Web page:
Sunday, July 17, 2011

I could have been there . . . and more Frances Hardinge

Last weekend our tango teacher hosted a tango festival that we bought tickets for, but when Saturday night came around and it was time to go to the Gala (which starts at 10pm--past our bedtime), my husband and I looked across the couch at each other and decided we were too tired to go. This is what we missed:

For those of you who are serious tango fans, (and in case my video embedding didn't work) you'll want to see the rest of the videos from the evening: here they are. I am still kicking myself for not managing to drag my sorry behind out of the house!

And in other news, I just finished my third Frances Hardinge book, and I went to her website to confirm that I have now read all of her books, and it turns out she's just published a new one! Much excitement! It's a sequel to Fly By Night, which I shall now reread to get up to speed.

The one I just finished is Verdigris Deep (also titled Well Wished, which is more literal but way boringer). I won't do a whole review, but I highly recommend it. Very different from The Lost Conspiracy but equally well-plotted, well-charactered, well-written. This one's British urban fantasy, the kind where unwitting kids unleash ancient magic on their everyday town. Here's a great scene: "A shrill, laughing conversation upstairs, a television-crowd roar in the living room, and nobody with enough attention spare to notice as two children scrambled past, struggling to prevent a god escaping from a bucket." (They flush it down the toilet.) And did you know shopping carts were so creepy?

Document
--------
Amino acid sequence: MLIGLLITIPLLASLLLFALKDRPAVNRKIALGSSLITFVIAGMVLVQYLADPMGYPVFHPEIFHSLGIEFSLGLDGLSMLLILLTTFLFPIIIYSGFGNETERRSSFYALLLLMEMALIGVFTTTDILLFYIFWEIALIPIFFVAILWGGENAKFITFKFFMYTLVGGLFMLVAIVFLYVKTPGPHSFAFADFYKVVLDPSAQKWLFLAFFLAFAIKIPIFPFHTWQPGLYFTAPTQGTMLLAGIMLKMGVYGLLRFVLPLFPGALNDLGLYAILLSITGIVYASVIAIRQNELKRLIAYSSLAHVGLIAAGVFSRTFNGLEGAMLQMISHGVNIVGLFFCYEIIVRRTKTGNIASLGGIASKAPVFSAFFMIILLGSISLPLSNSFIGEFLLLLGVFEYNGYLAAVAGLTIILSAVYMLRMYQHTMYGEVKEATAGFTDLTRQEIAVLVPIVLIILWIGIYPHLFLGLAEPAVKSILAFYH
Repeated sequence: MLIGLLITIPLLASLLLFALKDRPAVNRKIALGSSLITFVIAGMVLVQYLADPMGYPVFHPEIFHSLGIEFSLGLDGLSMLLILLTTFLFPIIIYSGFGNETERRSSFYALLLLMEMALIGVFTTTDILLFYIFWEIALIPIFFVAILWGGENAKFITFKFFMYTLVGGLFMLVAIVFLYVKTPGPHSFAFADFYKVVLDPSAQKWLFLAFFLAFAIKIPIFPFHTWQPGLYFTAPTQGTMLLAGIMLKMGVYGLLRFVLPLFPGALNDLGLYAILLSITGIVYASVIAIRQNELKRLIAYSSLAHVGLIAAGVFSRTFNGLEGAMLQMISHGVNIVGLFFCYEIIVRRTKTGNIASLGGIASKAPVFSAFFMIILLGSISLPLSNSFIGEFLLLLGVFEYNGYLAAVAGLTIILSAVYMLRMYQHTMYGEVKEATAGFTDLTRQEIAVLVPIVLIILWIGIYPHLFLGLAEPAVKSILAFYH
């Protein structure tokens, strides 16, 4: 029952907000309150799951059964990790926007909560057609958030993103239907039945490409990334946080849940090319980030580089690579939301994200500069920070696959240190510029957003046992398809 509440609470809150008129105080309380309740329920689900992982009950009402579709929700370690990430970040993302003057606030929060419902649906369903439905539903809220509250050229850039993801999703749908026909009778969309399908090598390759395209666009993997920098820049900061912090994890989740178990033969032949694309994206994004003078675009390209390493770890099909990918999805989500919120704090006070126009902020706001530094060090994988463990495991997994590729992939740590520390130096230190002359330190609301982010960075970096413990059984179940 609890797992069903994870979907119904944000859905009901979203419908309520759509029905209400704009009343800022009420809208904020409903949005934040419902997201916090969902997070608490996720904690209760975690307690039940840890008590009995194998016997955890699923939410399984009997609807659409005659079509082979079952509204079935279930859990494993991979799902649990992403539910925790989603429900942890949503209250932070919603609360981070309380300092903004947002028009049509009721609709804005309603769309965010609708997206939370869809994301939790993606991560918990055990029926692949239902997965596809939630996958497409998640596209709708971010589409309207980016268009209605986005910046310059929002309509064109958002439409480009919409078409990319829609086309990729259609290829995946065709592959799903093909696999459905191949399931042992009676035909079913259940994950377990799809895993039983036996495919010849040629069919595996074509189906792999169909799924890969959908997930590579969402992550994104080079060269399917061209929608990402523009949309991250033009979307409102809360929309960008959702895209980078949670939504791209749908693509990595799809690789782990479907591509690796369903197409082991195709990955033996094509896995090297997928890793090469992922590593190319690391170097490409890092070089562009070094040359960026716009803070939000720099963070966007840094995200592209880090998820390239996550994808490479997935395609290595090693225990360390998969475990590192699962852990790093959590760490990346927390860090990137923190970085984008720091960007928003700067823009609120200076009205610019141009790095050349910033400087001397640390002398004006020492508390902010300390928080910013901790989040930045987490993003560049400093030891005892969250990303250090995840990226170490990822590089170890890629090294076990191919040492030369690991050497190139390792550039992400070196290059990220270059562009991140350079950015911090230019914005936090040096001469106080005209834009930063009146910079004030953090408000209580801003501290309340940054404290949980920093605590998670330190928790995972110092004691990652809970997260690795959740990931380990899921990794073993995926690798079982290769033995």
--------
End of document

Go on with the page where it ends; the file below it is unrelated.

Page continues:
You know who would make the most excellent panel at a writers' festival? Frances Hardinge, Laini Taylor, and Neil Gaiman! (Round it out with Frannie Billingsley.) Oh, oh, and Neil Gaiman could collaborate on a novel with Frances Hardinge. You'd have to leave the lights on all night after reading it!

I have to leave you with another quotation from Verdigris Deep. She is just so amazing, the way she uses words to come up with concepts you hadn't ever thought of that way but know immediately are true:
People's personalities took up space, he sometimes thought. When they were trapped in a house or a job or a school together they rubbed up against each other, squeaked like balloons and made sparks. Ryan's parents both had large, gleaming, hot-air-balloon personalities. Sometimes it was hard to fit them into the same house, and Ryan had learned the art of suddenly making himself take up less space, demand less, so that his parents were not chafing against each other as much.
And here's a psyche-shaking one from the end of the book (no spoiler 'cause it won't make any sense until you read the whole thing):
The image that would not leave Ryan's imagination was of Josh walking with a mask-like countenance towards the woman who had tried to kill him, and giving her the child he could not be. 
As Kiersten White said in her blog post about author crushes (and she was referring to Laini Taylor!): "Oh my gosh. I want that brain. I will keep it for my own and love it and take care of it and decorate it for all major holidays."

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